Among other things, that means minding of the tax code. At Sandhill, our thinking about taxes breaks into two parts: a) state & local, and b) federal. We feel fine about paying state and local taxes. These mainly go to support roads and local amenities like schools, libraries, and hospitals. These are services we use (or at least like having in place) and feel it's appropriate to pay our fair share.
With federal taxes we have a different analysis. We tend to be highly critical of what the US government does with its budget, and prefer to minimize our contribution to the US war machine. But what are our legal options?
Two months ago (Feb 5-22) I authored a series of blogs about the economic leveraging possible through community living. One thing I left out of that cataloging was the tax advantages peculiar to income-sharing communities. When the tax code was overhualed in 1954, lawmakers established the relatively obscure tax-exempt category of 501(d), austensibly for religious and apostolic orders which pooled their income. (To give you an idea of just how obscure this designation is, when we applied for it in 1979 there was no application form. Think about that. A category so small that even career bureaucrats could not justify assigning someone the task of creating a form for it.)
While income-sharing communities may or may not have a common spiritual belief, we are all organized economically just like monastic orders, and we've been able to make the case with IRS that we should be treated the same way. The key benefits of this are two-fold. First, although we are organized as a corporation, we file a partnership return (Form 1065 if you're keeping score at home), and the corporation has no tax liability itself. All net profits are reported on participating members 1040s, distributed according how long they were members of the community during the tax year—not according to how much money they made individually.
This is enormously beneficial in that the community can have members who earn a lot of money and others whose contributions are solely domestic, without worrying about the tax bite on the high wage earners. Since we actually aggregate all the money to cover everyone's needs—just like in a monastery—the IRS has agreed to treat us collectively, which was the point of 501(d).
In Sandhill's case, we had two members who earned more than $20,000 last year doing part-time professional work, yet their pro-rata share of Sandhill's income was less than $7000, resulting in their owing no income tax. (The other factor that allows us to keep our income so low is that our high degree of sharing means we need far fewer dollars to have a high quality life. There's a good bit more about this in my aforementioned Feb series.)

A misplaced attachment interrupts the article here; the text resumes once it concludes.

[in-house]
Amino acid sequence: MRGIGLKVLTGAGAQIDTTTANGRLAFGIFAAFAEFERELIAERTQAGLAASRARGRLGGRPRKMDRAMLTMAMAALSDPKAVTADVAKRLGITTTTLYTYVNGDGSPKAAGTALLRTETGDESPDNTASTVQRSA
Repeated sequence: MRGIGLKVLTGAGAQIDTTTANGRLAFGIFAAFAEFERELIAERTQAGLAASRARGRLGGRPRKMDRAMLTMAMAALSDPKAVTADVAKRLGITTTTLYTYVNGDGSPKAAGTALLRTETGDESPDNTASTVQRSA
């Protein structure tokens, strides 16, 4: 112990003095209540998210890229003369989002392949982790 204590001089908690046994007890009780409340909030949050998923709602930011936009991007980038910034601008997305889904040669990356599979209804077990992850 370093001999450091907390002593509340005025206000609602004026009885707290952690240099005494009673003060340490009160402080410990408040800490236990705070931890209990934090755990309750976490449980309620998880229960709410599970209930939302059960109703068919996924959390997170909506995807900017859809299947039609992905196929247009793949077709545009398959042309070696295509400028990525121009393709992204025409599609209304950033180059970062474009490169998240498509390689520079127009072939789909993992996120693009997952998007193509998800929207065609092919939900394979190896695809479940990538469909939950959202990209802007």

Second, each individual's pro-rata share of Sandhill's net profits is reported as dividend income, and is therefore not subject to self-employment tax. In exchange for foregoing access to Social Security payments in the future (or the possibility of access to Earned Income Credit), we can keep all the money (Social Security currently takes a healthy 15.3% bite) and take care of ourselves. Both because we don't have confidence in the future of Social Security, and because we're nervous about how the federal government uses dollars, that's an easy bargain for us to make.
While there was a steep learning curve in the early years figuring out how to set up our accounting so that we'd have the figures we needed every April without conducting heroic manipulations, we've solved that problem years ago. And that's the story of how we've been able to go beyond our commitment to mind of the tax code, to being able to mine the tax code.
What would the federal government do if everyone lived like Sandhill and it couldn't afford a new air craft carrier? Be nice to find out, wouldn't it?
Sunday, April 12, 2009
It's spring, and life is full of promise. Here in the Midwest, the returning green is starting to take a serious grip on the landscape. While the trees lag behind, the grass tells you immediately that its no longer winter and you know cells are multiplying like rabbits on the microscopic level. On a day like this, the recession is just an abstract concept, pushed aside for the immediacy of the burgeoning To Do List of agrarian life.